One key benefit of BIM is clash detection. As subcontractors add specific information to the model, potential placement and scheduling conflicts become apparent, and alternative layouts or sequencing scenarios can be worked out well in advance of construction. BIM also automates the running of life cycle analyses of materials and equipment, allowing owners to calculate the short- and long-term cost and value of different options, and thus make wiser investments.
Although BIM offers advantages in traditional design/bid/build projects, it’s especially well-suited for design/build projects where members of the construction team can contribute to the model earlier in the process.
If BIM has so much potential to improve design and construction, then why aren’t more concrete contractors already using the technology? One knowledgeable concrete contractor estimates that only 10% to 20% of his peers have acquired and used BIM software by now.
One likely reason is that BIM has been developed for and marketed more to the design community of architects and engineers than to constructors. That makes sense, because BIM is unlikely to be used much in construction before it is broadly adopted by designers. At this point, the technology is being used for many large and complex projects, but it is still more the exception than the rule. Contractors aren’t yet being required to use it for most of the projects they might want to bid on.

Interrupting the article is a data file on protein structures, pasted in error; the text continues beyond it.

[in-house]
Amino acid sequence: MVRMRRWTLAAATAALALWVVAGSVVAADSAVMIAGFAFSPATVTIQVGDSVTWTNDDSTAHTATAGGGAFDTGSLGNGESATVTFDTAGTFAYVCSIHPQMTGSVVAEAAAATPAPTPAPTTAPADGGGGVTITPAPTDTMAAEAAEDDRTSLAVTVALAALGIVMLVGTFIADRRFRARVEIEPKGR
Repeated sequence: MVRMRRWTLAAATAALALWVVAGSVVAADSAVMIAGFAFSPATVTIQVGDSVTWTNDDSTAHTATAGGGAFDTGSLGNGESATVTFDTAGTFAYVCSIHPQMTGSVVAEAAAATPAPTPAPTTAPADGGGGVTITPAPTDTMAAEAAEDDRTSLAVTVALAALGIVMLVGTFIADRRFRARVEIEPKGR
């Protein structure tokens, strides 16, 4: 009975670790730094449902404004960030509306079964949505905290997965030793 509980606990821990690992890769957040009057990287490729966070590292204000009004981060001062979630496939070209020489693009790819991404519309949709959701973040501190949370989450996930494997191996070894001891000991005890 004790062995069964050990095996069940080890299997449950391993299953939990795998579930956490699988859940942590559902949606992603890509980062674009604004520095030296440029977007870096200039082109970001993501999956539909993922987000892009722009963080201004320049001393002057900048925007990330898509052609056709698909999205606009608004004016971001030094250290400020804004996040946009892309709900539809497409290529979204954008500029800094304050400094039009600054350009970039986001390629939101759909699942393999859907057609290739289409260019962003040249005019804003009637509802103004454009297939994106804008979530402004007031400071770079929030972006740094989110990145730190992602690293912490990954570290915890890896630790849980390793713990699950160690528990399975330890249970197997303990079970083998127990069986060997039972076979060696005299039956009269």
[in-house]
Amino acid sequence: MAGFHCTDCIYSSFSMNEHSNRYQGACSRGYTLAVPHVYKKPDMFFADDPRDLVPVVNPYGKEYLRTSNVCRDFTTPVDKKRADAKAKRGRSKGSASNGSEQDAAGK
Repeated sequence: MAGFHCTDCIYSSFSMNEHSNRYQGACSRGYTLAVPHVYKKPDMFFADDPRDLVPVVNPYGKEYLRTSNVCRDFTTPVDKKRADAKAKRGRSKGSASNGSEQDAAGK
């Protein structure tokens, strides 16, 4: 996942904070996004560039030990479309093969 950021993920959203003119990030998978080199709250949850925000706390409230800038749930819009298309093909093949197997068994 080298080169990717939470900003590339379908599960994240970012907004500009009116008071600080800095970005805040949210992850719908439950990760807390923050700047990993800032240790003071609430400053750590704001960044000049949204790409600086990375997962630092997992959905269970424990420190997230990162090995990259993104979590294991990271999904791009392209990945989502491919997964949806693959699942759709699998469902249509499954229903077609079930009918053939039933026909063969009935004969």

It’s also true that introducing BIM takes a significant investment in computer hardware, software, and staff training—an investment many contractors have been reluctant to make in the midst of a weak construction market.
As a practical matter, BIM’s clash detection function has less impact on the concrete contractor’s work than it does on the other trades, simply because the concrete usually gets done first. Meshing the concrete model with the others does, however, provide a better basis for planning the concrete work.
Some prominent concrete contractors clearly understand BIM’s potential benefits and look forward to adopting the technology, but are waiting for software enhancements that will better reflect the realities of cast-in-place concrete. One contractor fitting that description offered his opinions for publication, on condition that he not be identified in this article.